If your lesson feels like a Dickens novel, chances are your audience is tuning you out. While they may want the important bits of information you have to offer, they don’t want to sit through long lectures, especially if it doesn’t feel relevant to their work. As Kristin Acuna, a Pixar Storyboard Artist, explains, “You gotta keep in mind what’s interesting to you as an audience, not what’s fun to do as a writer. They can be very different.”
As you consider what material to include, ask yourself these three questions:
Will it deepen your audience’s understanding of core objectives? Regardless of how interesting or entertaining the information may be, if it doesn’t fit with your objectives, then it doesn’t belong in your training.
Will it relate directly to your audience’s daily role? If not, it won’t be important to them, and it’s unlikely they’ll retain it.
Does it add value to your brand? Your employees are an extension of your company brand, so the material you preset in your trainings should always tie back to your brand.
One of the most important jobs a writer has is to help readers relate to the main character. The more they see themselves in the character, the more committed to the story they will be. They accomplish this empathy by creating a relatable back story. As a trainer, you can achieve a similar effect by including relevant real-life stories. As Patti Shank, a PHD and specialist in training and instructional technology, explains, “stories allow us to learn from the experience of others without having to face another person’s personal consequences.”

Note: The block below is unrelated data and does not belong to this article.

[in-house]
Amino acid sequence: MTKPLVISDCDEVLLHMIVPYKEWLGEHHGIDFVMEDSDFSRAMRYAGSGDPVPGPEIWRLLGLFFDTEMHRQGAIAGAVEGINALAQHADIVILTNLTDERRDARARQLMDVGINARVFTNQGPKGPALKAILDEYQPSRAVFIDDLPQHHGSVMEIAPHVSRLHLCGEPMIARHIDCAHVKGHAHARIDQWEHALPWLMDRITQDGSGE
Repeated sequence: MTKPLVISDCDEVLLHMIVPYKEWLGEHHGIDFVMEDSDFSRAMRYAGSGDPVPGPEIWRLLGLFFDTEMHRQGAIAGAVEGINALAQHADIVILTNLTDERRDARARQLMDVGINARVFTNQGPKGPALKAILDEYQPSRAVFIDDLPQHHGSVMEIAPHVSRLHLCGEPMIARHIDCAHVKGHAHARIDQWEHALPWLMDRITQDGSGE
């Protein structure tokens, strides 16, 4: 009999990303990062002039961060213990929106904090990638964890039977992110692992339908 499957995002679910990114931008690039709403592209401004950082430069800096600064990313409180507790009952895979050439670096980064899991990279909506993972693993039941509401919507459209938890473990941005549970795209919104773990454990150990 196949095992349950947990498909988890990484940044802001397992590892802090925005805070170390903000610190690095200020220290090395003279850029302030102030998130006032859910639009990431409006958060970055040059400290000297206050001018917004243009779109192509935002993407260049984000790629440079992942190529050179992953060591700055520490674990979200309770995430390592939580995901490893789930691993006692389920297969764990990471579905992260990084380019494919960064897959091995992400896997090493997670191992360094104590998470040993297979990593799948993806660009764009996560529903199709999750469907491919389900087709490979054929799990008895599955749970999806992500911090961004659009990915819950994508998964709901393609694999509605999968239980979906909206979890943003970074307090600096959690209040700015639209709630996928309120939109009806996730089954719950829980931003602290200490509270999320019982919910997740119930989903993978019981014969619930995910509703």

During orientation for my semester in London, the program director told us the story of a past student who asked for the bathroom and was shown to a room with a sink and a tub, but no toilet. Without getting into too much detail, the story ended with a broken sink, a flooded floor, and a guarantee that future students would always remember to ask for the loo.
These kind of personal narratives, whether funny or just interesting, help create a richer understanding of the culture and community — and they can be highly memorable. A story of a phone agent who went above and beyond their role and made a difference in the life of a client will resonate with new agents, while also helping to achieve empathy with their peers and your clients. The time your dog ate your shoe may be funny, but it won’t help a cat lover learn — or care — more about their role.
Game writers often include mini-games to help players develop new skills. Like a novelist taking us on a short aside that may at first appear unrelated to the greater story, these mini games provide a short break from the rigid structure of the larger theme and typically prove useful later.
Including interactions in your lessons can also offer a break from lecture, or the endless reading of an e-course, and provide an opportunity for students to become more engaged with your content. Including questions or practice scenarios that directly relate to your learning objectives (and your learners’ goals), can increase retention. According to the National Training Laboratories, students actively involved and collaborating improved their retention rates, and practicing a skill can increase retention rates to as high as 75%.
These micro lessons don’t have to be confined to practice or knowledge checks. If we consider the most common use of mini-games, to teach fundamental concepts, it’s clear these interactions can be just as effective for teaching new lessons in an engaging, memorable way.
However, adding interactions or